The Ganduje versus Kwankwaso dispute divided the state into halves, such that any person who belongs to either of them is a sure to offend the other. For retaining his friendship and loyalty to Kwankwaso- the man who supported and facilitated his emergence on the throne- he invoked the anger and enmity of Ganduje.
The deposed monarch was accused of supporting the opposition party. This was the script that was freely sold to the public. Was this the truth? Was this a lie? There is no way of knowing.
In the 2019 governorship elections, it was alleged that he even held political meetings to seek support for the PDP, shared money like politicians to woo voters and personally ensured that the PDP won the elections in his palace and neighbouring communities.
Another likely factor that may have driven the deposition is the politics of 2023. In fact, it was for this reason that some of the fine supporters of the emir within the APC suddenly excused themselves. The calculation is that the deposed emir was on the side of the PDP and therefore, a huge threat to the APC in the next elections.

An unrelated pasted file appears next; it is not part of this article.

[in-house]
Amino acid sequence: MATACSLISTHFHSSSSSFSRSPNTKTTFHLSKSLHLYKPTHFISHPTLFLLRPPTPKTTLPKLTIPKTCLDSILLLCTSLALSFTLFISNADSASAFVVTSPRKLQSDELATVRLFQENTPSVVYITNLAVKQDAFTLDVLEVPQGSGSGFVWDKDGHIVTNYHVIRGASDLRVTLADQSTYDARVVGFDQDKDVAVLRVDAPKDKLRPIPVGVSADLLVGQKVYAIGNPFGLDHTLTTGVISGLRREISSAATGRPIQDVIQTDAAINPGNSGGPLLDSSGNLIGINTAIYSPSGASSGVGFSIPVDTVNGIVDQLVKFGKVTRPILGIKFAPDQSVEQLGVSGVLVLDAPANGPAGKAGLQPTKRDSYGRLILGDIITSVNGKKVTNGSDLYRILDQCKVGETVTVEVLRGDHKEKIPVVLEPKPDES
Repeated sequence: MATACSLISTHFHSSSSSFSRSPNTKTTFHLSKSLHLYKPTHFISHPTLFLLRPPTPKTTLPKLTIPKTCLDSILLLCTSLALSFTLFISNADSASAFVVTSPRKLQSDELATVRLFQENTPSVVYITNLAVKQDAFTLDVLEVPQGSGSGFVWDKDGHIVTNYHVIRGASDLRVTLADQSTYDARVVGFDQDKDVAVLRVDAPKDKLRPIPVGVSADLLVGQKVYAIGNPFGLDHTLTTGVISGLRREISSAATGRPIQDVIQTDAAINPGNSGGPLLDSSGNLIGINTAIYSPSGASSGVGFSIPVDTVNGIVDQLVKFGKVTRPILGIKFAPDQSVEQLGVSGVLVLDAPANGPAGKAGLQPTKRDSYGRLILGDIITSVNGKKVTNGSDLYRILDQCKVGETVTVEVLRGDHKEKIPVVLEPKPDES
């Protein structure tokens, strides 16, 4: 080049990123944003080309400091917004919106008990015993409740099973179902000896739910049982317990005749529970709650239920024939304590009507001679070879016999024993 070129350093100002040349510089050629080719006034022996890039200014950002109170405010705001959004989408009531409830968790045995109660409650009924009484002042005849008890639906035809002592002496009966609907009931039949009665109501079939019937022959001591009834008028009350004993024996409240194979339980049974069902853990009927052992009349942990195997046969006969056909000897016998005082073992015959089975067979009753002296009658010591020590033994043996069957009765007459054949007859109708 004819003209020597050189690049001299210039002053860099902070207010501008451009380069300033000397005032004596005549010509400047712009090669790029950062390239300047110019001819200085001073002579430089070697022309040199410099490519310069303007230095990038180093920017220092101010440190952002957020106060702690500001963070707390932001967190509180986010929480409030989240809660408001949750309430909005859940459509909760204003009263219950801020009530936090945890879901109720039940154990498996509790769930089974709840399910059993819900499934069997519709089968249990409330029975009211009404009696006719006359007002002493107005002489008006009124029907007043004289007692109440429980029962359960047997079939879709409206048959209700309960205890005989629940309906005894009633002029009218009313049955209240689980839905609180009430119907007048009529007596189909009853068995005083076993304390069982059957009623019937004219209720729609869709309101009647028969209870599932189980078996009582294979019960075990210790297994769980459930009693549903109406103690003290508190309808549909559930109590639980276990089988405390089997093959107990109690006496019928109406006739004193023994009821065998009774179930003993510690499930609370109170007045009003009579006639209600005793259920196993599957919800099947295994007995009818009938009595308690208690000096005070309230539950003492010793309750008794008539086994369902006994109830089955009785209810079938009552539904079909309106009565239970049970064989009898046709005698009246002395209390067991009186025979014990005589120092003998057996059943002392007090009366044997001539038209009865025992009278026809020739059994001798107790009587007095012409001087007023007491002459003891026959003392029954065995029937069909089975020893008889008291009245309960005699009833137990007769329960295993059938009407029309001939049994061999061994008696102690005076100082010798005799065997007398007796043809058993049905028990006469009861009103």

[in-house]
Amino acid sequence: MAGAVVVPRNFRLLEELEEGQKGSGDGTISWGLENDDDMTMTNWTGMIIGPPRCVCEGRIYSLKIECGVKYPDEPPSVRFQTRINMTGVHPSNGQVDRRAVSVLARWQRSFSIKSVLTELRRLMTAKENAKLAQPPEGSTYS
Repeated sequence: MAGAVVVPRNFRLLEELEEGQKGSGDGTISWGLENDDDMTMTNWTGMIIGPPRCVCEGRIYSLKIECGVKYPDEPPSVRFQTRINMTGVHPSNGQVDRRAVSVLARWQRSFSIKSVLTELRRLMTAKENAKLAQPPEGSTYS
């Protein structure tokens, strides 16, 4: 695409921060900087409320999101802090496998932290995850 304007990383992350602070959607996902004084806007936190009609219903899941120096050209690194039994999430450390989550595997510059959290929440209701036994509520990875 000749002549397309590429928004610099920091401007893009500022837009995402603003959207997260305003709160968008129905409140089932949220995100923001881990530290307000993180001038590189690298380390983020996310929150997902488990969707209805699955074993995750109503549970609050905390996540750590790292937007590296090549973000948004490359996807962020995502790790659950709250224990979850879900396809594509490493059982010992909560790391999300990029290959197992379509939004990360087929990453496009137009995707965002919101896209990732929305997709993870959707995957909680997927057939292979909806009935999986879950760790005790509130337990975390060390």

Outspokenness as a weakness
His biggest undoing was his outspokenness. Many times he spoke the truth to a society that was not all that ready for the whole truth. He lashed at his friends the same way he lashed at his enemies once you are not on the side of the people.
It is an open secret that the resolve to dethrone Sanusi took a flesh of life after he roundly criticised the state government over its decision to secure a $1.85billion loan for the construction of a light rail project.
Last year at the Investment Forum, Kaduna, the former monarch exploded: “We have governors, they go to China and spend one month and what did they come back with, MoU on debts. China would lend $1.8 billion to build light rail. This light rail will be done by rail workers from China. The engines would come from China, the labourers would come from China and the drivers would come from China.
“At the end what did you benefit from it? Your citizens would ride on train. In Northern Nigeria, in a state like Kano and Katsina, you are not going to industrial estate to work, you are not going to school and you are not going to farm. You borrow money to invest on trains so that your citizens can ride on them to go to weddings and naming ceremonies.”
This remark made the supporters of Ganduje go mad.
The final push
The battle to sack Sanusi was not as easy as it appeared. Government and its key plotters had to think very far and tie every string to ensure that, at the end, there was no breach of public peace or bloodletting occasioned by the dethronement.